Crowdsourcing is the attainment of information from the general public via the Internet in order to solve a challenge or dilemma. For example, in March 2014, the website Tomnod crowdsourced satellite images online to see if anyone in the general public could find oil or wreckage from Malaysian Airlines flight 370.

Granted, crowdsourcing goes way back—so far back, that it wasn't even called crowdsourcing back then. The term "crowdsourcing" was first used by Wired magazine in 2005 (Safire, 2009). However, for centuries, contests have been sponsored by governments and other professional bodies, asking the general public to solve puzzles or provide solutions to dilemmas in exchange for a prize or recognition. So they were doing crowdsourcing before it was cool. 

Crowdsourcing has several advantages in psychological research:

  • Less expensive than traditional research
  • Data collected from a wider range of the population 
  • Quicker data collection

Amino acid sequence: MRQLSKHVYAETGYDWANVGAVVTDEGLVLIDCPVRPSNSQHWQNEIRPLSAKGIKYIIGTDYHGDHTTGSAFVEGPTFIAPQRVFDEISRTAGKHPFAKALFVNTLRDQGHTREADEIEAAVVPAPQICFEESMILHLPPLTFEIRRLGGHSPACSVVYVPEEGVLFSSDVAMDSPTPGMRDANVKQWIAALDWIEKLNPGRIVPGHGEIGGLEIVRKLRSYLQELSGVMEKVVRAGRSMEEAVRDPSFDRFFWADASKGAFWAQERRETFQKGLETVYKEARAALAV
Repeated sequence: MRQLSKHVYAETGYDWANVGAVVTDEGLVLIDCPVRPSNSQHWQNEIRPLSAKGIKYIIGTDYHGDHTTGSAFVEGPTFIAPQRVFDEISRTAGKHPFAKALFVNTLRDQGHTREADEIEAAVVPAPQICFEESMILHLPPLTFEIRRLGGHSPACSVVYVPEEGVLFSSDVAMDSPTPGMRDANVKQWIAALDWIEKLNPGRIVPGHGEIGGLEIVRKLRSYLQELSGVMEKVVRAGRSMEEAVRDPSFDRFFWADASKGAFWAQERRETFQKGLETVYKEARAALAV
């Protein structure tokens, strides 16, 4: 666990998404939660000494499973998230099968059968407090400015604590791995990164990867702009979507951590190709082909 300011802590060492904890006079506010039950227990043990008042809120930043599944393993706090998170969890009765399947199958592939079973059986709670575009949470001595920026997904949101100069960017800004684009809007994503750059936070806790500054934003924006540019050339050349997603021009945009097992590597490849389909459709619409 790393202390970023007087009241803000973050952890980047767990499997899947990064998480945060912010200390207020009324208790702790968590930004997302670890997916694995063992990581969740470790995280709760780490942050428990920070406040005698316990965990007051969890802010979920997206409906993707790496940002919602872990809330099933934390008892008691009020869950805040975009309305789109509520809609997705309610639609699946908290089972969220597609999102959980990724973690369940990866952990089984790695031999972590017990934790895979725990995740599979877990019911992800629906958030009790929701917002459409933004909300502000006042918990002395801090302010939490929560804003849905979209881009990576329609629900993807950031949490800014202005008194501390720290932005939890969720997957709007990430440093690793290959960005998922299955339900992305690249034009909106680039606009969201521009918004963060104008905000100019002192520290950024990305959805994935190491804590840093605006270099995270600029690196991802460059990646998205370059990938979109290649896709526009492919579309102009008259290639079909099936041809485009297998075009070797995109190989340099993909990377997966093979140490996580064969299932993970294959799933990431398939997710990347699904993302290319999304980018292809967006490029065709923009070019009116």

A study by Ranard, et al. (2014) found that health-related studies used four different types of crowdsourcing tasks: 

  • Problem-solving
  • Data processing 
  • Surveillance/monitoring 
  • Surveying 

However, only 5% of the studies reported age, sex, and culture demographics. Thirty-three percent of the studies reported at least one of those demographics (Raynard, et al. 2014).

So while crowdsourcing is the wave of the future in psychological studies, some work needs to be done to collect clear demographic information. And it's tricky verifying demographic information when someone is completing a task online. But in the meantime, crowdsourcing can open up psychological research to more people. And isn't that our goal, to make our research accessible to as many people as possible? 



Ranard, et al. (2013). Crowdsourcing — harnessing the masses to advance health and medicine, a systematic review. Journal of General Internal Medicine, 29(1):187-203. 

Safire, W. (February 5, 2009). "On Language". New York Times Magazine

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